According to Facebook, when it launches, Calibra wallet will have strong protections in place to keep your money and your information safe. Calibra will use the same verification and anti-fraud processes that banks and credit cards use and will have automated systems that will proactively monitor activity to detect and prevent fraudulent behaviour.
Unlike Facebook without live support, Calibra wallet will have dedicated live support to help if you lose your phone or your password — and if someone fraudulently gains access to your account and you lose some Libra as a result, Calibra will offer you a refund.
According to Facebook, your privacy is protected. Aside from limited cases, Calibra wallet will not share account information or financial data with Facebook or any third party without customer consent. This means Calibra customers’ account information and financial data will not be used to improve ad targeting on the Facebook family of products.
The limited cases where this data may be shared reflect our need to keep people safe, comply with the law and provide basic functionality to the people who use Calibra. Calibra will use Facebook data to comply with the law, secure customers’ accounts, mitigate risk and prevent criminal activity. You can read more about our commitments to privacy and consumer protection here.
Calibra is still in its early stage of development. Facebook will be consulting with a wide range of experts to make sure they deliver a product that is safe, private and easy to use for everyone.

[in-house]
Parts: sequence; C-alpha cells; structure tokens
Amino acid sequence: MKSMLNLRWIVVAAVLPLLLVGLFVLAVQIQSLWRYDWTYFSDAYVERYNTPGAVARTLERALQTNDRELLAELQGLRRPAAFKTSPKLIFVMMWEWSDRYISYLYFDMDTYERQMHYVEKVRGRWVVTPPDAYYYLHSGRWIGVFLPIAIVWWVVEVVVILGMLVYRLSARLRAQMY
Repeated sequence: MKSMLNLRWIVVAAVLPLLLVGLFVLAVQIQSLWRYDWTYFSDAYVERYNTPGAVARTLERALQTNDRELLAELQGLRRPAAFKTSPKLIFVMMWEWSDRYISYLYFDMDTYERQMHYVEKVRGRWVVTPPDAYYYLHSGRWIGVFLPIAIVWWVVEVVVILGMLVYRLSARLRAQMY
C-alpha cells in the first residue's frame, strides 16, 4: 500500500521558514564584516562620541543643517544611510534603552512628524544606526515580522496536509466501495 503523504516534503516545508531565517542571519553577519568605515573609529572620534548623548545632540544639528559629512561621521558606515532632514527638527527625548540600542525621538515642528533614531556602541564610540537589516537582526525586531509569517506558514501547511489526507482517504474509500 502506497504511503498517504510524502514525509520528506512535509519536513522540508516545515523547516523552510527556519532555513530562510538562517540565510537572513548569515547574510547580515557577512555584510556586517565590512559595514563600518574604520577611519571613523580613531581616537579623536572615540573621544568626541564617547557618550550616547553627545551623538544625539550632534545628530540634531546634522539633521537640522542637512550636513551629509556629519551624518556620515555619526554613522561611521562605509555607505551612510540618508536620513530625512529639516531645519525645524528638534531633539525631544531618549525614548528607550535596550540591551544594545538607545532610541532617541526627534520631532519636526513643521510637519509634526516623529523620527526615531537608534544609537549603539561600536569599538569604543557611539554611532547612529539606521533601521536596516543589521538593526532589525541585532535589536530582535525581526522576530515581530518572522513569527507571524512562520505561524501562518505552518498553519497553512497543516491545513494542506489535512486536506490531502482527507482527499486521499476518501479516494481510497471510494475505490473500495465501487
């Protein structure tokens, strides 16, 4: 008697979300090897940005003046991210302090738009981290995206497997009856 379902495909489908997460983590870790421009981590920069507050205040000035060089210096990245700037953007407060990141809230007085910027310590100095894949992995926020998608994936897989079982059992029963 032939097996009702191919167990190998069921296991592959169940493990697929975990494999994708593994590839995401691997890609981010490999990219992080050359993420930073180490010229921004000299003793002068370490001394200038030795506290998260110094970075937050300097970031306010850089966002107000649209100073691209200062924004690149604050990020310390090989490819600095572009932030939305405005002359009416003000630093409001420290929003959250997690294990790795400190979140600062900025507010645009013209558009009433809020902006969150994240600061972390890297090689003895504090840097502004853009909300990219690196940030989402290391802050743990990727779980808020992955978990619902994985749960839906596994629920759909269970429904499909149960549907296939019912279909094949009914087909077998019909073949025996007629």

Purpose of Facebook Libra coin and Calibra Wallet
The purpose of Facebook Libra currency can be found in its problem of statements which states that; 1.7 billion adults globally remain outside of the financial system with no access to a traditional bank, even though one billion have a mobile phone and nearly half a billion have internet access.
For too many, parts of the financial system look like telecommunication networks pre-internet. Twenty years ago, the average price to send a text message in Europe was 16 cents per message. Now everyone with a smartphone can communicate across the world for free with a basic data plan. Back then, telecommunications prices were high but uniform; whereas today, access to financial services is limited or restricted for those who need it most — those impacted by cost, reliability, and the ability to seamlessly send money.
All over the world, people with less money pay more for financial services. Hard-earned income is eroded by fees, from remittances and wire costs to overdraft and ATM charges. Payday loans can charge annualized interest rates of 400% or more, and finance charges can be as high as $30 just to borrow $100. When people are asked why they remain on the fringe of the existing financial system, those who remain “unbanked” point to not having sufficient funds, high and unpredictable fees, banks being too far away, and lacking the necessary documentation.
Blockchains and cryptocurrencies have a number of unique properties that can potentially address some of the problems of accessibility and trustworthiness. These include distributed governance, which ensures that no single entity controls the network; open access, which allows anybody with an internet connection to participate; and security through cryptography, which protects the integrity of funds.
But the existing blockchain systems have yet to reach mainstream adoption. Mass-market usage of existing blockchains and cryptocurrencies has been hindered by their volatility and lack of scalability, which have, so far, made them poor stores of value and mediums of exchange. Some projects have also aimed to disrupt the existing system and bypass regulation as opposed to innovating on compliance and regulatory fronts to improve the effectiveness of anti-money laundering.
Facebook believes that collaborating and innovating with the financial sector, including regulators and experts across a variety of industries, is the only way to ensure that a sustainable, secure and trusted framework underpins this new system. And this approach can deliver a giant leap forward toward a lower-cost, more accessible, more connected global financial system.
Facebook asserted that with Libra,
- Many more people should have access to financial services and to cheap capital.